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City school board hears plans for recruitment of minority employees
Retention also addressed
Tuesday, December 10, 2013
By PAUL COLLINS - Bulletin Staff Writer
The Martinsville City School Board on Monday heard a report on the division’s work plan to recruit and retain more minority employees.
The objective is “to recruit and retain a highly qualified professional workforce that more closely reflects the racial and ethnic makeup of (the school division’s) student body,” according to the plan.
The school division recently provided demographic data from a “snapshot” report for Oct. 8, 2012, for personnel, and student demographic information for fall 2013-14. The data showed 58 percent of the students in the division were black, but 17.5 percent of the full-time classroom teachers were black.
There were also higher percentages of white assistant principals and several other categories of white professional employees than white students in the school division, but a higher percentage of black principals than black students.
There were lower percentages of Hispanic employees than Hispanic students in all full-time job categories listed.
In fall 2013-14, 58 percent of the students were black (1,310 people); 29.2 percent white (660 people); 8.5 percent Hispanic (191 people); 2.9 percent two or more races (65 people); 1.1 percent Asian (25 people); 0.354 percent American Indian (eight people).
Members of the minority recruitment task force, which developed the work plan, were selected by the school board in collaboration with Superintendent Pam Heath. The task force began meeting April 15.
“The plan incorporates current strategies that are already in place through our Human Resource department, and we have already begun implementing additional strategies listed in the Work Plan,” said Paulette Simington, task force spokesperson.
“We are currently working with our CTE (career and technical education) coordinator and VDOE (Virginia Department of Education) to implement the Teachers for Tomorrow program,” she said. This would allow students to take courses introducing them to the field of education, including the foundation of education and philosophy behind public education, she said.
“Students will have opportunities to satisfy beginning teacher assessment requirements, earn potential dual enrollment credits, observe in classrooms, gather scholarship information, and gain teaching experience before going to college through internships. We will work with the CTE coordinator and school counselors to identify students who are interested in teaching and encourage them to enroll in the classes once our proposal is approved by the DOE,” she said.
Also, a multicultural team of recruiters has been established to attend career fairs and other recruiting events, Simington said. She added the HR department and the task force have made personal contacts with colleges and universities for recruitment purposes.
“...The most (effective) way to recruit and retain teachers is to Grow Your Own. Not only will we do this through the Teachers for Tomorrow program, we have already established contacts with Longwood University through NCI (New College Institute) to get in on the ground floor with students who enroll in the teacher prep program there,” Simington said. “MCPS will speak directly with potential graduates (and) provide opportunities for the college students to complete observation hours, internships and student teaching in our schools.”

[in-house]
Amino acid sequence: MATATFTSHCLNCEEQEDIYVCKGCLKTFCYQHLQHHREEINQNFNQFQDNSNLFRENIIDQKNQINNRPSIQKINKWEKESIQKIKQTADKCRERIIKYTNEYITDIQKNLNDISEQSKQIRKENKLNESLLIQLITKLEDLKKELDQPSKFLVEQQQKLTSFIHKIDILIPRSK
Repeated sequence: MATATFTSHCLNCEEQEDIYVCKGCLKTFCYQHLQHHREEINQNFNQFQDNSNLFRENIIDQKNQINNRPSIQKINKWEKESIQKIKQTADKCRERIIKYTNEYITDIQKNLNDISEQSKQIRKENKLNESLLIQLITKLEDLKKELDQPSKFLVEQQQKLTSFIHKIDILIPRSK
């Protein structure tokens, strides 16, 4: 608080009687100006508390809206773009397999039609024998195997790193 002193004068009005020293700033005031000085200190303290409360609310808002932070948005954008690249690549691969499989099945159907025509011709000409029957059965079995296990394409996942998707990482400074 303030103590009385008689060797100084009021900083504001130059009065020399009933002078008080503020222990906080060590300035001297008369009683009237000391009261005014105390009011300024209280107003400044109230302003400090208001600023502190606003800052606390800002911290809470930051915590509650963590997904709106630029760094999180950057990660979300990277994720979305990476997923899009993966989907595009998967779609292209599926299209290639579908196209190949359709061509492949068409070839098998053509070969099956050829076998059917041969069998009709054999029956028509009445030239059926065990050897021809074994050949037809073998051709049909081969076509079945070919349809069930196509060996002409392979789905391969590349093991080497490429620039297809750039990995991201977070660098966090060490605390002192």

She said a similar “conversation” has been started with Patrick Henry Community College and Averett University.
In addition, the school division’s human resources department has participated in one recruitment fair and is set to attend another one this week. Most recruitment fairs at colleges and universities take place in January. “Every effort will be made to send members ... to sell our division,” Simington said.
Also, she said, “Attention has been given to making the website easier to access and clearly labeling the HR page with a notice that minorities are encouraged to apply. ... We plan to list the benefits that we have to encourage applicants to compare the cost of living in Martinsville to the cost of living in other places.”
Consultation and funding to recruit and retain minority teachers are being sought, she said. Also, there will be an emphasis on securing more minority teachers by working with the Career Switchers program.
“To retain teachers, we will help them to connect to existing Young Professional organizations ... and encourage them to participate in the New Teachers Professional Development program...,” she said.
“... School divisions across the country are struggling with minority recruitment and retention,” Simington said. “Fewer people are going into the field of education because of the low salaries as compared to other professions and due to lack of respect for the teaching profession throughout society. The number of minorities entering the field is even lower.”
“... Some minorities included in this number struggle to complete teacher education programs and some struggle to pass the assessments that lead to licensure. When looking for minorities, the number of qualified applicants dwindles. School divisions across the country are competing for the precious few who are looking for jobs. Salaries, benefits, bonuses, and the quality of life within the community are determining factors in the recruitment and retention process,” she said.